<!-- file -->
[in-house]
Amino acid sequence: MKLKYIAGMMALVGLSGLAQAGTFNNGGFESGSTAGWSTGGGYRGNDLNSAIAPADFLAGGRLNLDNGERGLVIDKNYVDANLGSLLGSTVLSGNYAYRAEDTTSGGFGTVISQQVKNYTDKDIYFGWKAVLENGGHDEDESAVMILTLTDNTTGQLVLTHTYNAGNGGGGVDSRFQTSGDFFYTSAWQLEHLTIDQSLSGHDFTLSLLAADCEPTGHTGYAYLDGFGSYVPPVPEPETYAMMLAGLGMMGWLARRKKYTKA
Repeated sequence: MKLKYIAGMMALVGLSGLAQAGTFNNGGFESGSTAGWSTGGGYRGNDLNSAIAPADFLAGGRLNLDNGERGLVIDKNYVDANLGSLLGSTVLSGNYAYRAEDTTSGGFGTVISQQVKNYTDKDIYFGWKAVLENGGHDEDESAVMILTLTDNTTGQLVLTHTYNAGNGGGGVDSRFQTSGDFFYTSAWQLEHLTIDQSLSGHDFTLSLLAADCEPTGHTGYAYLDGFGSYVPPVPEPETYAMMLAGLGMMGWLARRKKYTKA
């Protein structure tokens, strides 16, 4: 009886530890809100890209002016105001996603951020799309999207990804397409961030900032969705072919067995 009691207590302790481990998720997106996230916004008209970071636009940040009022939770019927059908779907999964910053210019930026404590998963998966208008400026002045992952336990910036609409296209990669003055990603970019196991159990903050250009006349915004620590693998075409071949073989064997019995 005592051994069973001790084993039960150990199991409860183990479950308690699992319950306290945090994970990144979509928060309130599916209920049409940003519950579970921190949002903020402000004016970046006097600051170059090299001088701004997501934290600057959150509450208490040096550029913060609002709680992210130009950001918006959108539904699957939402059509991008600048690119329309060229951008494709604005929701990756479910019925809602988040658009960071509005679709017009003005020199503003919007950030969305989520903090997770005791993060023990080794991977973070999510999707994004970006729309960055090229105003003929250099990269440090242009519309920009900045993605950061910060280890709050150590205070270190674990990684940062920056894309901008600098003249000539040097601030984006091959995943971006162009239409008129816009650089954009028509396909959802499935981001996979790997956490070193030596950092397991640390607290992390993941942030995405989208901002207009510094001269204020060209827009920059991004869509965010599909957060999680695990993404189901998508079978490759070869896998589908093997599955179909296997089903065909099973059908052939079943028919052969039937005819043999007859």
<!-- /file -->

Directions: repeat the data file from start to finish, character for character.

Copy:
[in-house]
Amino acid sequence: MKLKYIAGMMALVGLSGLAQAGTFNNGGFESGSTAGWSTGGGYRGNDLNSAIAPADFLAGGRLNLDNGERGLVIDKNYVDANLGSLLGSTVLSGNYAYRAEDTTSGGFGTVISQQVKNYTDKDIYFGWKAVLENGGHDEDESAVMILTLTDNTTGQLVLTHTYNAGNGGGGVDSRFQTSGDFFYTSAWQLEHLTIDQSLSGHDFTLSLLAADCEPTGHTGYAYLDGFGSYVPPVPEPETYAMMLAGLGMMGWLARRKKYTKA
Repeated sequence: MKLKYIAGMMALVGLSGLAQAGTFNNGGFESGSTAGWSTGGGYRGNDLNSAIAPADFLAGGRLNLDNGERGLVIDKNYVDANLGSLLGSTVLSGNYAYRAEDTTSGGFGTVISQQVKNYTDKDIYFGWKAVLENGGHDEDESAVMILTLTDNTTGQLVLTHTYNAGNGGGGVDSRFQTSGDFFYTSAWQLEHLTIDQSLSGHDFTLSLLAADCEPTGHTGYAYLDGFGSYVPPVPEPETYAMMLAGLGMMGWLARRKKYTKA
């Protein structure tokens, strides 16, 4: 009886530890809100890209002016105001996603951020799309999207990804397409961030900032969705072919067995 009691207590302790481990998720997106996230916004008209970071636009940040009022939770019927059908779907999964910053210019930026404590998963998966208008400026002045992952336990910036609409296209990669003055990603970019196991159990903050250009006349915004620590693998075409071949073989064997019995 005592051994069973001790084993039960150990199991409860183990479950308690699992319950306290945090994970990144979509928060309130599916209920049409940003519950579970921190949002903020402000004016970046006097600051170059090299001088701004997501934290600057959150509450208490040096550029913060609002709680992210130009950001918006959108539904699957939402059509991008600048690119329309060229951008494709604005929701990756479910019925809602988040658009960071509005679709017009003005020199503003919007950030969305989520903090997770005791993060023990080794991977973070999510999707994004970006729309960055090229105003003929250099990269440090242009519309920009900045993605950061910060280890709050150590205070270190674990990684940062920056894309901008600098003249000539040097601030984006091959995943971006162009239409008129816009650089954009028509396909959802499935981001996979790997956490070193030596950092397991640390607290992390993941942030995405989208901002207009510094001269204020060209827009920059991004869509965010599909957060999680695990993404189901998508079978490759070869896998589908093997599955179909296997089903065909099973059908052939079943028919052969039937005819043999007859």